The Killer by Stewart Edward White
I lay in my bunk and cast things up in my mind. The patch of moonlight from the window moved slowly across the floor. One of the men was snoring, but with regularity, so he did not annoy me. The outside silence was softly musical with all the little voices that at Hooper's had so disconcertingly lacked. There were crickets--I had forgotten about them--and frogs, and a hoot owl, and various such matters, beneath whose influence customarily my consciousness merged into sleep so sweetly that I never knew when I had lost them. But I was never wider awake than now, and never had I done more concentrated thinking.
For the moment, and for the moment, only, I was safe. Old Man Hooper thought he had put me out of the way. How long would he continue to think so? How long before his men would bring true word of the mistake that had been made? Perhaps the following day would inform him that Jim Starr and not myself had been reached by his killer's bullet. Then, I had no doubt, a second attempt would be made on my life. Therefore, whatever I was going to do must be done quickly.
I had the choice of war or retreat. Would it do me any good to retreat? There was the Jew drummer who was killed in San Francisco; and others whose fates I have not detailed. But why should he particularly desire my extinction? What had I done or what knowledge did I possess that had not been equally done and known by any chance visitor to the ranch? I remembered the notes in my shirt pocket; and, at the risk of awakening some of my comrades, I lit a candle and studied them. They were undoubtedly written by the same hand. To whom had the other been smuggled? and by what means had it come into Old Man Hooper's possession? The answer hit me so suddenly, and seemed intrinsically so absurd, that I blew out the candle and lay again on my back to study it.
And the more I studied it, the less absurd it seemed, not by the light of reason, but by the feeling of pure intuition. I knew it as sanely as I knew that the moon made that patch of light through the window. The man to whom that other note had been surreptitiously conveyed by the sad-eyed, beautiful girl of the iron-barred chamber was dead; and he was dead because Old Man Hooper had so willed. And the former owners of the other notes of the "Collection" concerning which the old man had spoken were dead, too--dead for the same reason and by the same hidden hands.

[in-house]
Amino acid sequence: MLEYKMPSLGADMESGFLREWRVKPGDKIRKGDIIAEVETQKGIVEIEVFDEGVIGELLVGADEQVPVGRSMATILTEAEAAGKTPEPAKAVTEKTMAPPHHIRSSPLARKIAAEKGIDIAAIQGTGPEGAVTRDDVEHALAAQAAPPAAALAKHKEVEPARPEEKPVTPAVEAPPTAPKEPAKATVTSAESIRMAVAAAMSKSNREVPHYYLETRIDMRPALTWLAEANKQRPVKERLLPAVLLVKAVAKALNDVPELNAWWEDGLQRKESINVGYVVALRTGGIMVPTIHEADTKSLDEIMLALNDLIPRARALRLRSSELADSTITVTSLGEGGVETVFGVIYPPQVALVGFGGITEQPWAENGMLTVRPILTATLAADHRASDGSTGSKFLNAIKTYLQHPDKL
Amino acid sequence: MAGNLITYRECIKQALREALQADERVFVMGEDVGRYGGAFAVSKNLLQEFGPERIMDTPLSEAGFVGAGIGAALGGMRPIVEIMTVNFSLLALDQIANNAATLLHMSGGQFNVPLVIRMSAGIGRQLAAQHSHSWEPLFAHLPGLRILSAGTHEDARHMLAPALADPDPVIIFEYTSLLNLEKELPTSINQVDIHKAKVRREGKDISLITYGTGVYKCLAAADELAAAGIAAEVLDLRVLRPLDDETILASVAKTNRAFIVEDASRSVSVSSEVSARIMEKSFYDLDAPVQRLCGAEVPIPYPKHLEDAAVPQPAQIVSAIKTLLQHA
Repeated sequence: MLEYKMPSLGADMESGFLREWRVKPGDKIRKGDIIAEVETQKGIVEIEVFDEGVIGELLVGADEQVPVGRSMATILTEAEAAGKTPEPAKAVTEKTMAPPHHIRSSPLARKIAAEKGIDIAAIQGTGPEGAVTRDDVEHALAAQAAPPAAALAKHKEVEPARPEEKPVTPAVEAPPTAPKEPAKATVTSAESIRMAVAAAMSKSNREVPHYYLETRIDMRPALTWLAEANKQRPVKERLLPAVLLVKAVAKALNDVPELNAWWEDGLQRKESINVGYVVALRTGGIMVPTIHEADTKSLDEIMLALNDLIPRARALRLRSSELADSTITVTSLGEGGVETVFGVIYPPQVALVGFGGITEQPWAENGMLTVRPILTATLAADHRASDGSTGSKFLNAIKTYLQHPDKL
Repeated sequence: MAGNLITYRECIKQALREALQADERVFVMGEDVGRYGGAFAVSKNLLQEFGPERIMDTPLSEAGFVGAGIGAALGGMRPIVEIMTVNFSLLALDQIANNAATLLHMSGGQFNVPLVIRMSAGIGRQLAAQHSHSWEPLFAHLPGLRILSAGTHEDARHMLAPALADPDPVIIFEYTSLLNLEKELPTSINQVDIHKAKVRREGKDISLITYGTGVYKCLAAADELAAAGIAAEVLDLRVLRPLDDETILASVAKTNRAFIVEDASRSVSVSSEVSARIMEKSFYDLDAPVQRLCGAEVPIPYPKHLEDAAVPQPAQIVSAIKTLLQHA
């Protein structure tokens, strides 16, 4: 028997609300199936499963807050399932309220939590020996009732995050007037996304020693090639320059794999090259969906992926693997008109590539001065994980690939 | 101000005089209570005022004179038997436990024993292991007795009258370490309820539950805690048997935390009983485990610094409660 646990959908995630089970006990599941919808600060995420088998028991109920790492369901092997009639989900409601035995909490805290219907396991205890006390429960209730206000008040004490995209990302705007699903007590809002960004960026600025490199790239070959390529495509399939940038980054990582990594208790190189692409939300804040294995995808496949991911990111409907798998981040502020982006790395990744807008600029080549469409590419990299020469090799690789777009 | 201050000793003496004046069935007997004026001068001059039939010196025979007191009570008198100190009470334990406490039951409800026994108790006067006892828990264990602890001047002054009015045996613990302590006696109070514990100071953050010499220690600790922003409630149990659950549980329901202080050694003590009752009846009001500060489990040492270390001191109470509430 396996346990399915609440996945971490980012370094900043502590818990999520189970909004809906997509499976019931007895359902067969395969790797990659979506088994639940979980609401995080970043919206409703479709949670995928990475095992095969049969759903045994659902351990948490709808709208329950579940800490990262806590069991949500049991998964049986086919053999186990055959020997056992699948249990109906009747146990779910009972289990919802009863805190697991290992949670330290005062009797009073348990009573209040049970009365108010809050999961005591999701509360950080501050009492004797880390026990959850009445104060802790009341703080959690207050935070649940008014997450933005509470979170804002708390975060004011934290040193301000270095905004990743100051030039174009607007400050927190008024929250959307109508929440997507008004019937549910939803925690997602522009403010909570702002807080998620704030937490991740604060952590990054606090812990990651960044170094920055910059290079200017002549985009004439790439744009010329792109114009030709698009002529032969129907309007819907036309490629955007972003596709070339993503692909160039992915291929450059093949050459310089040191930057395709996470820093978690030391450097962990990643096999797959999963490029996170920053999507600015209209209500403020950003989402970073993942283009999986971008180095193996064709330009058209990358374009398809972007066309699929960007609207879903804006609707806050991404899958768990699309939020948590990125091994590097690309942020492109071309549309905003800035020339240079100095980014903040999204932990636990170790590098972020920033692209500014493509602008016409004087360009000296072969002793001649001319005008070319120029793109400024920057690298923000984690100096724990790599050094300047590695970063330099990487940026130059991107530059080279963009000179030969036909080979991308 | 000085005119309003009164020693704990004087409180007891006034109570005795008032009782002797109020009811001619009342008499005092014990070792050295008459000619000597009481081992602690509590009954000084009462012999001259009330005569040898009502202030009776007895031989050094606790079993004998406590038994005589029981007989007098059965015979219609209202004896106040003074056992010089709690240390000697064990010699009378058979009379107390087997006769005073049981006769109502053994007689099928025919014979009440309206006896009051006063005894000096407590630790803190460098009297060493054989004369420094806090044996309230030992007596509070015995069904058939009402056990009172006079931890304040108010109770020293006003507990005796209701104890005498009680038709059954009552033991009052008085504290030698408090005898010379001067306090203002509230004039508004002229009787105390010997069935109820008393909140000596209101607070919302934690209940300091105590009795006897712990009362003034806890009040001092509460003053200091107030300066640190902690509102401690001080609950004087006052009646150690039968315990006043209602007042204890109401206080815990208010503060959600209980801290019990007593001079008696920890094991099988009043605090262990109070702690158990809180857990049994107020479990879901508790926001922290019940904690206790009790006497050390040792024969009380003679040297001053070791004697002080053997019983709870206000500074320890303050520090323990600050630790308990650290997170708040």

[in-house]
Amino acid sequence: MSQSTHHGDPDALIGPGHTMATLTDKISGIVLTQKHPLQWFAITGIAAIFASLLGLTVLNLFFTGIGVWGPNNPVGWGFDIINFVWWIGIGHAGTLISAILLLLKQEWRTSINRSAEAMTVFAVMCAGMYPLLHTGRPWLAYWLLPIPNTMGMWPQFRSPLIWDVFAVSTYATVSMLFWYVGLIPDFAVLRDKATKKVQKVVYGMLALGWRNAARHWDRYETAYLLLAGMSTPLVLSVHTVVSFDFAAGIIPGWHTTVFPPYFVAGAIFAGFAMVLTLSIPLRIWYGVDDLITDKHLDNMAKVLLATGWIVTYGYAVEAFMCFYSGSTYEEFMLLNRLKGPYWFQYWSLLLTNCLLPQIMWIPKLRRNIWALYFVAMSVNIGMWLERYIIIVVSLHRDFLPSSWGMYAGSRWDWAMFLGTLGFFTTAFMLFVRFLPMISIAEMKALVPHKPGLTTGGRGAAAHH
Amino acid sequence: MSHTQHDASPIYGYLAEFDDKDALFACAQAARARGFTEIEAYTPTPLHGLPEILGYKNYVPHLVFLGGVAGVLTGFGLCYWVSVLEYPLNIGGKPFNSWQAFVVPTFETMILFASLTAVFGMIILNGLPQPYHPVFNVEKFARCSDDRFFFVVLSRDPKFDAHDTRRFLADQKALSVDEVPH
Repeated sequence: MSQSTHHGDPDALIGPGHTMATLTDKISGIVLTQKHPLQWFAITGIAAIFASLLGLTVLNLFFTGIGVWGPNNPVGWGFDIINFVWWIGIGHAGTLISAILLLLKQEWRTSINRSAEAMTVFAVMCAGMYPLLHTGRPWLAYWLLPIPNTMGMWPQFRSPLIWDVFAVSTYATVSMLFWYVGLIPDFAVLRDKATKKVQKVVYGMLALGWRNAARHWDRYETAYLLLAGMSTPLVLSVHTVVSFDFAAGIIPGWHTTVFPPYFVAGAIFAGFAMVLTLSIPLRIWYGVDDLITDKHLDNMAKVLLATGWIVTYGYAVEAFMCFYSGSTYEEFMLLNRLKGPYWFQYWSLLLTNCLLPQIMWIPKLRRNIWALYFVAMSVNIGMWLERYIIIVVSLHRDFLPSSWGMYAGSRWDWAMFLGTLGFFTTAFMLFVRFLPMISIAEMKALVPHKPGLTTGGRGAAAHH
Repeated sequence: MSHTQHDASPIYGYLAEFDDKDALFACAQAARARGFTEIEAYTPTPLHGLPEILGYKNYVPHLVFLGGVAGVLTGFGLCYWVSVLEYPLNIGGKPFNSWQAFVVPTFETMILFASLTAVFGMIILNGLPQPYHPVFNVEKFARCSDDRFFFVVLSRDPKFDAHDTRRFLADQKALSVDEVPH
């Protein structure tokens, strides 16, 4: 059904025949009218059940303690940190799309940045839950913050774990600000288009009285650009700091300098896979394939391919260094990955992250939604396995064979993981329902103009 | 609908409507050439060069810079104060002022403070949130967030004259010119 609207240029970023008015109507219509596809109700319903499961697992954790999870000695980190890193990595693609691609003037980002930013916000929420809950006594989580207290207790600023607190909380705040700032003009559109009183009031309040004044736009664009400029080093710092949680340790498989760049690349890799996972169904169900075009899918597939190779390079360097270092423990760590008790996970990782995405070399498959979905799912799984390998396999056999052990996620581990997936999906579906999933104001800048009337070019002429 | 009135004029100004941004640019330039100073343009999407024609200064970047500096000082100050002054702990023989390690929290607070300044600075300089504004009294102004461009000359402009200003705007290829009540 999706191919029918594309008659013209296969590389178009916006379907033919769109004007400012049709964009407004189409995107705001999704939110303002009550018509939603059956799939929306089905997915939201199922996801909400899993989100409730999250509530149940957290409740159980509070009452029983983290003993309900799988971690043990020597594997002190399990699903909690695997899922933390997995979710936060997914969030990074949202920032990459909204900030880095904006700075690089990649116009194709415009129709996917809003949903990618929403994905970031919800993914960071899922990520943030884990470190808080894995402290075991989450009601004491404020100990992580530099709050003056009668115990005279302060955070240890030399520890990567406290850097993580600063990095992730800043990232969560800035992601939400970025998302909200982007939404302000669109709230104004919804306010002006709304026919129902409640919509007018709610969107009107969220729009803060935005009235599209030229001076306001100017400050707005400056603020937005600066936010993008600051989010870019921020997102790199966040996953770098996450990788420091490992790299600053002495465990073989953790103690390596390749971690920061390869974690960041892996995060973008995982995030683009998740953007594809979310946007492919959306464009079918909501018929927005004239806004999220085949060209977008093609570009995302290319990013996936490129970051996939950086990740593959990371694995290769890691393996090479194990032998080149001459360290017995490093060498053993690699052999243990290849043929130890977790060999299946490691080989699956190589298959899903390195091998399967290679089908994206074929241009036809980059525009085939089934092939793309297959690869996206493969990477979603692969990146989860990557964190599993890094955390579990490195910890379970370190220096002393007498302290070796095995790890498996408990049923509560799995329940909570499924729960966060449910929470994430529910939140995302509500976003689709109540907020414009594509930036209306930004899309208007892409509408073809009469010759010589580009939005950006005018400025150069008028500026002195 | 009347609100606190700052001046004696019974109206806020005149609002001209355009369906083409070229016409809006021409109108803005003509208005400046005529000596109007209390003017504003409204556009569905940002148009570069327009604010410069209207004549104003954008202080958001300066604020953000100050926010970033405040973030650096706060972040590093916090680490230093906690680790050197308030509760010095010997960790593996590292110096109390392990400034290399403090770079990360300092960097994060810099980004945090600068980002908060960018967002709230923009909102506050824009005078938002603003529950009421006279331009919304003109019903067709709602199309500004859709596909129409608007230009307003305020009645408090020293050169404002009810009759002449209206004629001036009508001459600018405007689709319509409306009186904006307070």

Why? Because they knew about the girl? Unlikely. Without doubt Hooper had, as in my case, himself made possible that knowledge. But I remembered many things; and I knew that my flash of intuition, absurd as it might seem at first sight, was true. I recalled the swift, darting onslaughts with the fly whackers, the fierce, vindictive slaughter of the frogs, his early-morning pursuit of the flock of migrating birds. Especially came clear to my recollection the words spoken at breakfast:
"Everything inside the walls is mine! Mine! Mine! Understand? I will not tolerate anything that is not mine; that does not obey my will; that does not come when I say come; go when I say go; and fall silent when I say be still!"
My crime, the crime of these men from whose dead hands the girl's appeals had been taken for the "Collection," was that of curiosity! The old man would within his own domain reign supreme, in the mental as in the physical world. The chance cowboy, genuinely desirous only of a resting place for the night, rode away unscathed; but he whom the old man convicted of a prying spirit committed a lese-majesty that could not be forgiven. And I had made many tracks during my night reconnaissance.
And the same flash of insight showed me that I would be followed wherever I went; and the thing that convinced my intuitions--not my reason--of this was the recollection of the old man stamping the remains of the poor little bird into the mud by the willows. I saw again the insane rage of his face; and I felt cold fingers touching my spine.
On this I went abruptly and unexpectedly to sleep, after the fashion of youth, and did not stir until Sing, the cook, routed us out before dawn. We were not to ride the range that day because of Jim Starr, but Sing was a person of fixed habits. I plunged my head into the face of the dawn with a new and light-hearted confidence. It was one of those clear, nile-green sunrises whose lucent depths go back a million miles or so; and my spirit followed on wings. Gone were at once my fine-spun theories and my forebodings of the night. Life was clean and clear and simple. Jim Starr had probably some personal enemy. Old Man Hooper was undoubtedly a mean old lunatic, and dangerous; very likely he would attempt to do me harm, as he said, if I bothered him again, but as for following me to the ends of the earth----
The girl was a different matter. She required thought. So, as I was hungry and the day sparkling, I postponed her and went in to breakfast.